“…she gave birth to her firstborn, a son. She wrapped him in cloths and placed him in a manger, because there was no guest room available for them.” Luke 2:7

Christmas is the season when we brighten not only our cities, streets, and homes, but also ourselves. The temptation to improve on the previous season’s attire takes on an air of sacredness, when it comes to draping our bodies. I recall as a child, gazing at the mannequin in the showroom, and wondering if the dress on the mannequin would look better on me. I am sure we all have fond memories of shopping before Christmas day. Sometimes we were able to fulfil those childish desires, and at other times, we were told to ask only for what we could afford. It all depended on how deep our parents’ pockets were.

On that first Christmas eve,  the Christ-child didn’t have much to wear.  In fact,  Mary wrapped  Him in swaddling clothes and placed Him in a manger. Swaddling clothes were bands of cloth,  probably cotton, but not really “clothes,” as in a garment. The custom was to wrap the new-born in these strips of cloth. The next time we see Jesus being wrapped in white bands, was in the darkness of the tomb, where He was laid to rest. His life, from His birth to death, was marked by commonality.

The Son of God was born in a stable; He was the son of travelling parents, who were not rich or influential. This is why He would later speak to His disciples and say, “Therefore I tell you, do not worry about your life, what you will eat or drink; or about your body, what you will wear…” (Matthew 6:25). He understood deprivation and need. He spoke from experience.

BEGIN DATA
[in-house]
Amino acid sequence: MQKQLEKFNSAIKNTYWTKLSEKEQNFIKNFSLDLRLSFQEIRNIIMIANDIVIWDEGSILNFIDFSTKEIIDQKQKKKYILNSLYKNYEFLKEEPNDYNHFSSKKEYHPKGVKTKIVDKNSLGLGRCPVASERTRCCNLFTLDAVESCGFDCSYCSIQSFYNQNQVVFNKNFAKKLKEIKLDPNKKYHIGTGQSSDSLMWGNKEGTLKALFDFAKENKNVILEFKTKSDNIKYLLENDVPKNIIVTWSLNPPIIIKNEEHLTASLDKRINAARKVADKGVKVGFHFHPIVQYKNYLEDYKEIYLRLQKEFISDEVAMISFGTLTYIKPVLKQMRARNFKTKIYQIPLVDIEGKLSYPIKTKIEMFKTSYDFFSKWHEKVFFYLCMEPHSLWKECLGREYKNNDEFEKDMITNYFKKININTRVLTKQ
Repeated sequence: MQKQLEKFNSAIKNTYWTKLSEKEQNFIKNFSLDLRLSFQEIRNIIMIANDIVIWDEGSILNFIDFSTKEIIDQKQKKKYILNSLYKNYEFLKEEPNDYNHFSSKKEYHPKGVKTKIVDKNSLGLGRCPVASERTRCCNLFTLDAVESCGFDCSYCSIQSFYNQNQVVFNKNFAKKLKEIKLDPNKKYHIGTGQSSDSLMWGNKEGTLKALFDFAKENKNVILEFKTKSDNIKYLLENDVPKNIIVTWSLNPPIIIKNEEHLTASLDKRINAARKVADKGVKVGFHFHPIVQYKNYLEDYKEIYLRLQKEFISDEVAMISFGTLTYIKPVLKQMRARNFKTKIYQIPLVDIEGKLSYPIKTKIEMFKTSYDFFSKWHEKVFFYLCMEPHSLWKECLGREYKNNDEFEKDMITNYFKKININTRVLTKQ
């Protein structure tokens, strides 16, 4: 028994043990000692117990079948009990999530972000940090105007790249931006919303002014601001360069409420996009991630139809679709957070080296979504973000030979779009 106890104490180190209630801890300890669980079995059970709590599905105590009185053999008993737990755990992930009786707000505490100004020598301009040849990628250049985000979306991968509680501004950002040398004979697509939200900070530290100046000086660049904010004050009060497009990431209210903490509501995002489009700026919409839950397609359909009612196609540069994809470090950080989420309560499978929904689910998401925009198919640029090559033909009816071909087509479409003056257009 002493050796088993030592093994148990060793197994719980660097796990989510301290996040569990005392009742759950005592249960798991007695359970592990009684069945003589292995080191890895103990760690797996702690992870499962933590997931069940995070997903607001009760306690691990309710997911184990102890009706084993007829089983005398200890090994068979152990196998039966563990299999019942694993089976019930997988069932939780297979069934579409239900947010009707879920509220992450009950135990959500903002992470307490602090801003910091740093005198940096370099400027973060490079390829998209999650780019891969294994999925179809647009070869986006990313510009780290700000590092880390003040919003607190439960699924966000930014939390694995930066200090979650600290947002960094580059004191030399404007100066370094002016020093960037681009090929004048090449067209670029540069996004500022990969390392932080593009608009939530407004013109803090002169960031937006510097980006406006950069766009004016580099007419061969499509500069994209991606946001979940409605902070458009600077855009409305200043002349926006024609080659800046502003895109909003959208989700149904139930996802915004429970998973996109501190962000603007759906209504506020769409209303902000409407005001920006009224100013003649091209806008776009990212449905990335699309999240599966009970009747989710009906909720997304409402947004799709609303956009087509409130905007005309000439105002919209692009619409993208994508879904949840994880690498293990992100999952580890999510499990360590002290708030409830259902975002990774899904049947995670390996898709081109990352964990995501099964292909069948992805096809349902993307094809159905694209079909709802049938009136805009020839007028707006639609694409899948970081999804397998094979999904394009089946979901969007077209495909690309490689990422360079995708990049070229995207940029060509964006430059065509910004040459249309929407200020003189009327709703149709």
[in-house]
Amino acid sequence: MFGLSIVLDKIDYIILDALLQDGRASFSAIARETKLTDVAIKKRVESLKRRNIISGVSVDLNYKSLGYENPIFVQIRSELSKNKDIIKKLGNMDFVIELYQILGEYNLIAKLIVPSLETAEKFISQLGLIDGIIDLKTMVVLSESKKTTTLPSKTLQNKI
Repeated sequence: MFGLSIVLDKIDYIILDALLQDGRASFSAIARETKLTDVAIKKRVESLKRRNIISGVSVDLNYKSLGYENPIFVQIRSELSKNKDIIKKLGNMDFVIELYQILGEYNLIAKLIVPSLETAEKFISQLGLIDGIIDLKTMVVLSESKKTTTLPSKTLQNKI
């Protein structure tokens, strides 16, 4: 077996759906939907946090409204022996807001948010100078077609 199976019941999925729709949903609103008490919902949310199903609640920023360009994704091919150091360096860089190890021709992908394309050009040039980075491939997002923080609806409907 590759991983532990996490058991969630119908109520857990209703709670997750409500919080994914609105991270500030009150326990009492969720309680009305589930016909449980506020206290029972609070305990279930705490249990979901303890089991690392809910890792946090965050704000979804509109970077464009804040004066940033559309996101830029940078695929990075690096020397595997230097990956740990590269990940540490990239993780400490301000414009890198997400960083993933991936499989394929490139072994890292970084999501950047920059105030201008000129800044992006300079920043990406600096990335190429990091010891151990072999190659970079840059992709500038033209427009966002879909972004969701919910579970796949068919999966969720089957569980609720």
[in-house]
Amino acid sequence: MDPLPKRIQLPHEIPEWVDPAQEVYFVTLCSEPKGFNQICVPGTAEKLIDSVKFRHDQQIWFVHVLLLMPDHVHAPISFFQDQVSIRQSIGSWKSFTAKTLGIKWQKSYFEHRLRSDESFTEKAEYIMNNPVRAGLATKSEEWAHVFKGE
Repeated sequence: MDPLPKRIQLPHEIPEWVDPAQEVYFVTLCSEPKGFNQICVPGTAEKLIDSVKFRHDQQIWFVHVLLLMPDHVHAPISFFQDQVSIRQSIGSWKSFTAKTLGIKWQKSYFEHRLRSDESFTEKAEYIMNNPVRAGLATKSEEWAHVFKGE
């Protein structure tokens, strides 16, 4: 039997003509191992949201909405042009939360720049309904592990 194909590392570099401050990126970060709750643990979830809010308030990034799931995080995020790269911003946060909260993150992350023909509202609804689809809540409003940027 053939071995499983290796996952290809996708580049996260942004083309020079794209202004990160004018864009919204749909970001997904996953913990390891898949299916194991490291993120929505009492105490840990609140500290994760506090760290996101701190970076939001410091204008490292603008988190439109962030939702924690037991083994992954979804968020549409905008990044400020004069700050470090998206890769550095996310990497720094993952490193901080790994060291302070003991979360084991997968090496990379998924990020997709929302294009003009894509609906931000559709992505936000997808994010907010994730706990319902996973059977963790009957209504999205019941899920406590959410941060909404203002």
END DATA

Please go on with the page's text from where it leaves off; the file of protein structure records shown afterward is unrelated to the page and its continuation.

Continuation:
Each of our crosses is of different size and weight. For many of us, our biggest concern is not when we will eat our next meal or what we will wear. It may be what fancy gadget we will buy tomorrow or what fashion we will wear? Yet for countless others, who wake up with a gnawing fear of where their next meal will come from, trendy clothing is an extravagance they cannot afford. It makes us question the cost of worshipping Christ, this Christmas season. Could it mean giving up the lure of new clothes? Can we be the message of Christmas, to the ones who cannot afford it? The world is in desperate need of hope. So, as we reach out this Christmas, may our lives exemplify a Saviour who cares for those in need.

Dear Father, You have graciously extended Your care to us; may we, in turn, demonstrate this loving-kindness to those who need our help this season. Amen.

– Ps. Anand Peacock